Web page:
Robust Cybersecurity Measures
As cybercriminal strategies grow more sophisticated, it’s more important than ever for businesses to securely fence off their data storage and networks. Start by investing in strong cybersecurity infrastructure, including firewalls, antivirus software, and intrusion detection systems.
Keep all software up-to-date with the latest security patches, and use NIST cybersecurity framework controls to identify, protect, detect, respond, and recover sensitive files.
Image sourced from nist.gov
Multi-Factor Authentication (MFA)
Multi-factor authentication makes it much harder for hackers to access restricted files or accounts.
It works by requiring additional forms of verification, such as a phone, email, or MFA app code, to prove to your system that the person accessing it is really you. Without access to that secondary device, a hacker couldn’t break into your system even if they knew your password. The only downside is that it takes slightly more time to sign in—a price worth paying for security.
Secure Communication Channels
Considering how crucial communication is for business operations, it’s clear why it’s also a weak point for stealing sensitive data.
Many businesses use secure communication services like Vonage to protect outsiders from snooping on internal conversations, especially ones that are encrypted to the AES-256 standard. Then, even if your network is compromised, no one else can make sense of a message or phone call unless their device has the specific encryption key to match.
Data Access Control
In terms of who can access your files, you’ll need to set up a tiered system of data access controls. Make sure to restrict access to sensitive data to only those employees who need it for their roles, and regularly review and update user permissions as people move between departments or leave your company.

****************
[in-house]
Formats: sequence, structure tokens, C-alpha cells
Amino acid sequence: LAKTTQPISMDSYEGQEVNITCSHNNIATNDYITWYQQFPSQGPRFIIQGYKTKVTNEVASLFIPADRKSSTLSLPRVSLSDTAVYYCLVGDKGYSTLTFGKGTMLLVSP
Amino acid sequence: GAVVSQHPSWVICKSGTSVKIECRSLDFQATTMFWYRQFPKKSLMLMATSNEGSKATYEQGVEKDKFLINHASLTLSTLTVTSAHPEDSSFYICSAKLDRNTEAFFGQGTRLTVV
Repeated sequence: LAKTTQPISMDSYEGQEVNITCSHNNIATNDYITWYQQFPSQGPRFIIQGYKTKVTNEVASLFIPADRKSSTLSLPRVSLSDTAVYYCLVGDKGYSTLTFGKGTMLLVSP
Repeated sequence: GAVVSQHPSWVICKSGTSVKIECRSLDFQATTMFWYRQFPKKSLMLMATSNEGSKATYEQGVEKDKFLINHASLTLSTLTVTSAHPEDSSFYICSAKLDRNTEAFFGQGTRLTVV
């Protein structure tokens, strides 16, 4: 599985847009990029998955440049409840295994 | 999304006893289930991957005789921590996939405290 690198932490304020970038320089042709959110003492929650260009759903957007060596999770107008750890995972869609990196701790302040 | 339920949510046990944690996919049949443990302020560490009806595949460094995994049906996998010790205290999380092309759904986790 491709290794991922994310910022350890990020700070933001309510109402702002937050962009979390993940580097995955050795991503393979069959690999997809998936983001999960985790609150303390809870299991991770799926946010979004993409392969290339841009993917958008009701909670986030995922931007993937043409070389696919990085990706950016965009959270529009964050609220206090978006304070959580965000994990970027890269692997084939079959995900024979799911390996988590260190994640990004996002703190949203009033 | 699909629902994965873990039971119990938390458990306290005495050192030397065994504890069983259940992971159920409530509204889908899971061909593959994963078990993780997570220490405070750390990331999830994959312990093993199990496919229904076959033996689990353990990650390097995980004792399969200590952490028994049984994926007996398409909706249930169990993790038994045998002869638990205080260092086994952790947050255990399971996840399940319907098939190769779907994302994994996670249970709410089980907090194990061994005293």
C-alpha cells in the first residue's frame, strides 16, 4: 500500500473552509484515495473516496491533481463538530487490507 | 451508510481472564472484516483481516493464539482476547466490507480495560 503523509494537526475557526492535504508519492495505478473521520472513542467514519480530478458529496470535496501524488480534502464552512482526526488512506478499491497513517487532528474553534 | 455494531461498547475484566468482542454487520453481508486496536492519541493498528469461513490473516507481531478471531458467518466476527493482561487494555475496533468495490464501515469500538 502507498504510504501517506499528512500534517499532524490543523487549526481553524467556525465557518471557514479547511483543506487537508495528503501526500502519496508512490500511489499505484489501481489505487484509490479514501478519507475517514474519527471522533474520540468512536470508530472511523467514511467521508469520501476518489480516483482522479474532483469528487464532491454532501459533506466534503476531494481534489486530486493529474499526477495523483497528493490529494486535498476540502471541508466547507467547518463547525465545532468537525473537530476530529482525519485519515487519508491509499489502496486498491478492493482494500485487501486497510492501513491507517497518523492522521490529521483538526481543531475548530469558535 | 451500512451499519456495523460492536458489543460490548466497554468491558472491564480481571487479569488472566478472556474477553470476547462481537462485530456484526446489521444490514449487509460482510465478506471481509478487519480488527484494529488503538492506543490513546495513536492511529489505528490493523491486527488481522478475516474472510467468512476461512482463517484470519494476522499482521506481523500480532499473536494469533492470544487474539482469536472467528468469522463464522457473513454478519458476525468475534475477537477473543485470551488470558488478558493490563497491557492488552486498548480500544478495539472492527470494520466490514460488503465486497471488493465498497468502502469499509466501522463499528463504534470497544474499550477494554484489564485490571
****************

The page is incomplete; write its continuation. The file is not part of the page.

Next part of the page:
You should also consider access to physical data storage, such as in-house server rooms where your networking equipment is held. It only takes one USB infected with malware to compromise your systems, so make sure it’s constantly locked and being watched by CCTV.
Regular Security Audits and Penetration Testing
Cybersecurity is a process of iteration—as malicious actors adopt new strategies, your systems must also adapt to protect against their techniques.
As such, many businesses conduct security audits, such as penetration tests, which expose flaws in your data storage and network. Your friends here are ‘white hat hackers’, who will recommend how to patch vulnerabilities to avoid exploitation by a malicious hacker.
Vendor and Supplier Security
When working with third-party vendors and suppliers, you should evaluate whether they’re following their own stringent security practices. Search whether they have a history of data breaches, and what actions they took if that was the case.
You should also note down the official lines of communication—phone numbers, emails, etc—so your employees can quickly identify and report fraudulent messages.
To wrap up, digital identity theft is one of the worst things that can happen to your business, but it doesn’t have to be a source of anxiety if you know how to deal with it.
Get started by implementing strategies to protect your data, such as cybersecurity tools and encrypted communications/data storage. You should also accept that no strategy is perfect, so teach your employees to recognize phishing attempts and know what to do in case your digital identity has been compromised.